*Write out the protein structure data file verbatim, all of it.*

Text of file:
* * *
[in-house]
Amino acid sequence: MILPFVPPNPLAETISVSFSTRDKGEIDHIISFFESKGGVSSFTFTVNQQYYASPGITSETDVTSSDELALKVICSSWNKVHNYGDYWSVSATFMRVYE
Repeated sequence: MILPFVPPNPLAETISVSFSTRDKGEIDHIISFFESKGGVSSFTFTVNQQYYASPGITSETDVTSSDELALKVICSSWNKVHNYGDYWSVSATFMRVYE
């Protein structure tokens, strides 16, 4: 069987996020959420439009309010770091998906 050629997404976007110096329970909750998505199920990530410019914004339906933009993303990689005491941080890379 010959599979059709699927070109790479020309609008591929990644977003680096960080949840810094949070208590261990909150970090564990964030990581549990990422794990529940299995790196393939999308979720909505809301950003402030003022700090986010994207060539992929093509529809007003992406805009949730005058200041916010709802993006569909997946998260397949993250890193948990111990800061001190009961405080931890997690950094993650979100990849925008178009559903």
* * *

[in-house]
Amino acid sequence: MILPFVPPNPLAETISVSFSTRDKGEIDHIISFFESKGGVSSFTFTVNQQYYASPGITSETDVTSSDELALKVICSSWNKVHNYGDYWSVSATFMRVYE
Repeated sequence: MILPFVPPNPLAETISVSFSTRDKGEIDHIISFFESKGGVSSFTFTVNQQYYASPGITSETDVTSSDELALKVICSSWNKVHNYGDYWSVSATFMRVYE
């Protein structure tokens, strides 16, 4: 069987996020959420439009309010770091998906 050629997404976007110096329970909750998505199920990530410019914004339906933009993303990689005491941080890379 010959599979059709699927070109790479020309609008591929990644977003680096960080949840810094949070208590261990909150970090564990964030990581549990990422794990529940299995790196393939999308979720909505809301950003402030003022700090986010994207060539992929093509529809007003992406805009949730005058200041916010709802993006569909997946998260397949993250890193948990111990800061001190009961405080931890997690950094993650979100990849925008178009559903």